This well-referenced third edition of Edwards’ book on second stage covers that aspect of birth (although the author acknowledges that the division of birth into stages is an artifact of obstetrics and its need to categorize). She first discusses what occurs physiologically and then goes on to cover current management practices as regards timing, pushing, protecting the perineum, and more—including what the medical evidence has to say about these practices. She then offers a variety of suggestions to help us get to a place where undisturbed birthing is the norm. Much of the last part of the book is dedicated to references, which makes it a good starting point for those who are interested in researching further.
Those who are pregnant or planning to be pregnant will find this a superior alternative to the much-hyped and misleading What to Expect When You Are Expecting. Fun to read and written in a very accessible style, it takes us from pre-pregnancy through the postpartum period. Although its title gears it toward midwives, I think it is great for moms and moms-to-be. Keep in mind that it was written for a UK audience.
One thing that grated on me was that despite Louise’s use of proper terminology in every other aspect, she chose to use the term “boobs” for breasts throughout the book. Another thing that took me aback was the part about needing to learn to pump milk if you are going to breastfeed—but that might just be my age. Otherwise, I wholeheartedly recommend this book, which is packed with useful information and has great suggestions on everything from diet (with recipes), exercise, connecting with your baby before birth, and the changes that come with being a mother.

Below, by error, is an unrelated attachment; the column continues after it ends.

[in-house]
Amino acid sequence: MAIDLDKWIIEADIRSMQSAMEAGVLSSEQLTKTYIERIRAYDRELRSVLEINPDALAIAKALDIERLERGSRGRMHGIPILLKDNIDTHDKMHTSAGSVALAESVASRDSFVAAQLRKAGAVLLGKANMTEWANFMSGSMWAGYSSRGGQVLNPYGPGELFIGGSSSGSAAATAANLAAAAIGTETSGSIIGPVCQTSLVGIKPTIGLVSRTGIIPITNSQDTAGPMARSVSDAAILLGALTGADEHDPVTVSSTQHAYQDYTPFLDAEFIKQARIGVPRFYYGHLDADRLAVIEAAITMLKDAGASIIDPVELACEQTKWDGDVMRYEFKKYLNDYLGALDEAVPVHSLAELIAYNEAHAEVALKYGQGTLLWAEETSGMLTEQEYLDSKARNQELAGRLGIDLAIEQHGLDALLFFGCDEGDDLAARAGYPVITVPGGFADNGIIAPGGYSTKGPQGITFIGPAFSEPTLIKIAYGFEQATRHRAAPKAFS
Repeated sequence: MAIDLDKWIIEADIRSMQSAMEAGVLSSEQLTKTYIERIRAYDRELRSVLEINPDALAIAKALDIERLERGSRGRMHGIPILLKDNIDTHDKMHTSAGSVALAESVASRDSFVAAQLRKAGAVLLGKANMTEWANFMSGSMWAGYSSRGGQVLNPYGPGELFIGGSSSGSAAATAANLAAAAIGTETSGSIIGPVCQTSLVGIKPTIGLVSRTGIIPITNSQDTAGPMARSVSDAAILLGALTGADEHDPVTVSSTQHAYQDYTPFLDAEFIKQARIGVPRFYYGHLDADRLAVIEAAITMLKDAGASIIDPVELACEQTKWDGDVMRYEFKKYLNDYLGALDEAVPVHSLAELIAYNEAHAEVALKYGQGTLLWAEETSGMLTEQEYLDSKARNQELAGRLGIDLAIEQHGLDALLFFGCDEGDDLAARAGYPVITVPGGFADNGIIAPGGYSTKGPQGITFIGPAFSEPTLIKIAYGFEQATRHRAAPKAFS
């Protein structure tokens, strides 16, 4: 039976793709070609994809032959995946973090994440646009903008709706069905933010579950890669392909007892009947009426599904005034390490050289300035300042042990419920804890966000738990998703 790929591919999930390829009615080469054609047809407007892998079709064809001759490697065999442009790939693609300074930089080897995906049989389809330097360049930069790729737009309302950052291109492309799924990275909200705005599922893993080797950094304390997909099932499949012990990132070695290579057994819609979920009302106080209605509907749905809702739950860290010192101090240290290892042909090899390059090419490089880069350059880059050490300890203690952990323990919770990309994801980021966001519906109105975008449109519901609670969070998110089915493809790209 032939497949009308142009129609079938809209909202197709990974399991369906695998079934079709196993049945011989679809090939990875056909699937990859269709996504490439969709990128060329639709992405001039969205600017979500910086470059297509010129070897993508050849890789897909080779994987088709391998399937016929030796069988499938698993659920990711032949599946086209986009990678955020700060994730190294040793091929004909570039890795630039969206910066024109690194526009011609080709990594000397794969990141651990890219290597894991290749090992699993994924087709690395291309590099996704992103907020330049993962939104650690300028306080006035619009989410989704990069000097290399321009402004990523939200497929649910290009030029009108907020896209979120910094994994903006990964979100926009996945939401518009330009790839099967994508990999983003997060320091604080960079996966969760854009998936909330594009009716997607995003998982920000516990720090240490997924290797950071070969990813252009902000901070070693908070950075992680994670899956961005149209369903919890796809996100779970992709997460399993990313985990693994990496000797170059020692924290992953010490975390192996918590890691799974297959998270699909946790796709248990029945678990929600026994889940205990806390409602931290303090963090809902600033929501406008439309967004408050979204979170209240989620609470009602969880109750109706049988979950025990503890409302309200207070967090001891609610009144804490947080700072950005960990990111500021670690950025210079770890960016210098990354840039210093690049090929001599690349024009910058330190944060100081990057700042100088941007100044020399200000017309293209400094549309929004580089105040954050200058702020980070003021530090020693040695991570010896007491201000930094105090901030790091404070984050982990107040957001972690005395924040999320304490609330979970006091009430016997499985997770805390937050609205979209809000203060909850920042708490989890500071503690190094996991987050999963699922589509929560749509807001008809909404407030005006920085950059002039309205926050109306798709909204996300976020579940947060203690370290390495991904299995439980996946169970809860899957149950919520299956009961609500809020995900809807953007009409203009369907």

Adapted from the book Errand of Angels: Responding to Unexpected Childbirth, by Charlene Campbell, this book and video are used for training students who will assist with birth. Using demonstrations, photos, and step-by-step instructions, these two midwives take us through the stages of birth and post-delivery. Normal delivery is covered, as well as variations on normal, including long labor, breech position, shoulder dystocia, and cord around the neck. Also addressed are postpartum hemorrhage and baby not breathing. With a section on role-playing for various scenarios, this book and DVD would make a great addition to training materials and libraries of all fire departments and EMT services. It even includes cards that can be cut out and included in a birth kit, and birth certificates.